1 ) A very well structured adventure. There is variety among the encounters and areas. There is investigation in addition to hacking and slashing.
2 ) The villains are very memorable. There is a lot to work with here.
3 ) None of the dungeon/encounter areas are so large as to be burdensome. There are a couple of areas that might end up being multi-session areas, but most are easily doable in a single session.
4 ) There is a living quality to the adventure as presented. Things happen, in the background, and between adventures. Cultists attack towns. They disrupt trade. They generally make nuisances of themselves. A beginning DM can learn a lot about good adventure design from this adventure.
5 ) There is an eight page appendix with ideas for setting the adventure in worlds other than the Forgotten Realms.
6 ) It would be incredibly easy to make changes to this adventure. Don't like the way one of the temples is presented? Drop in another. You could easily run early potions of the adventure as a hex crawl, if that was your desire.
1 ) Some DM work will likely be required to get the absolute most out of the adventure. I, personally, expect to have to make some changes as DM. ( Heck, sometimes I can't help myself. Sometimes a good idea springs on me and I make changes. It's part of the fun I have as DM. Not everyone is like me, though. ) It is playable as written. But adjusting things to fit your party will help make it memorable.
Summation: I *love* this adventure. It pushes all of the right buttons for me.
At first glance this module is of far higher quality than the first 3 that were published. It even includes a section on adapting for other worlds including Darksun, Dragonlance, Greyhawk and Eberron. From a skim through of the meat of the adventure it seems well designed and could easily keep a group busy for a long while. Overall the module reminds me of the crammed in wealth of info from old 2nd edition products and the well written approach of 4th edition.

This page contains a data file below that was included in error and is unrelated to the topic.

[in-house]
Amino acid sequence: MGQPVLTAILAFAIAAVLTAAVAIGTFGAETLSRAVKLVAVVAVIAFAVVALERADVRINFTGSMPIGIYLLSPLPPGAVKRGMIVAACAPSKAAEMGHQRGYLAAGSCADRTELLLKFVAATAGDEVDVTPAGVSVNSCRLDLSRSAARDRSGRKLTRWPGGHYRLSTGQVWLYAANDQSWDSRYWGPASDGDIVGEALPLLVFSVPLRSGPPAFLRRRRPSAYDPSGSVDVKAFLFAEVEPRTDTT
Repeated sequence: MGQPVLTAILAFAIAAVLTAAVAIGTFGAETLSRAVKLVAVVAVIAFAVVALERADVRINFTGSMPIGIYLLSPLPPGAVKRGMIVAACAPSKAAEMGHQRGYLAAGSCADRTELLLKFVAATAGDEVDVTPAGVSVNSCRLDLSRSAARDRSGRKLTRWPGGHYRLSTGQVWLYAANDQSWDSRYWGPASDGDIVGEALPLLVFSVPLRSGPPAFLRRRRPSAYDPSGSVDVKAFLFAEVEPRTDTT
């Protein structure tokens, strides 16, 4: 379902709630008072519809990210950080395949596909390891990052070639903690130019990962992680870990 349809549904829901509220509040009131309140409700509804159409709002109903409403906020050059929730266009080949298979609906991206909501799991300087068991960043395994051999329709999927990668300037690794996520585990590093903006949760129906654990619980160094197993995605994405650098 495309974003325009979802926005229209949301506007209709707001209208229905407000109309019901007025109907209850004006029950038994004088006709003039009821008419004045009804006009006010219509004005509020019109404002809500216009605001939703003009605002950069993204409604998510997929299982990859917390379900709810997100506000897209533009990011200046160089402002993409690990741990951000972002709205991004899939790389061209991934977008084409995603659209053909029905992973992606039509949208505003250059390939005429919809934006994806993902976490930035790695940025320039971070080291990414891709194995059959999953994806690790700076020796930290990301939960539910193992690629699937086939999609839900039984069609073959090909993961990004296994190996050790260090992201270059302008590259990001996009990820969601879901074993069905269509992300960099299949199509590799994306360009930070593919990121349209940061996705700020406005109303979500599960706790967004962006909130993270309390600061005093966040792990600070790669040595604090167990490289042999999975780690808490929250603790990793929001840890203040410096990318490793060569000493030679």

I really like this adventure. It has a theme and a plot, but it also has a very campaign, sandbox-like feel to it. Lots of encounter locations, lots of suggested encounters, optional side treks, and much more. I wish stat blocks were embedded in the text, but that is a minor quibble. I do not plan to run it straight, but to steal bits and pieces for my own campaign - even with this more limited use I feel like it was well worth the price.
Goes into great detail on the area, allowing a more free-form play while not being a completely undirected adventure, this hearkens back to some of the great old modules of yore and has a ton of play time built in. For a once a month group, this could be more than a year of gaming. Elemental themed campaigns can fall into such cliched territory with themed dungeons and might even feel like you are playing through an old OOtS strip, but while this has enough of those elements to pay homage to what you expect, they don't overwhelm you and there are enough fresh ideas to keep you from being deja-vued into boredom.
The module is designed such that the GM really needs to read it through twice to be ready for anything the players plan to do. This is a good thing, as it means the players have lots of options. There are plenty of opportunities for a variety of interactions with the NPC's letting the less-combat oriented gamer have a chance to shine and enjoy the break from sword-play. The module really has just about everything one could hope for, and to put a nice shiny bow on it, the illustrations and maps are top-notch. This is what i was hoping for from HotDQ & RoT, but that those really failed to deliver.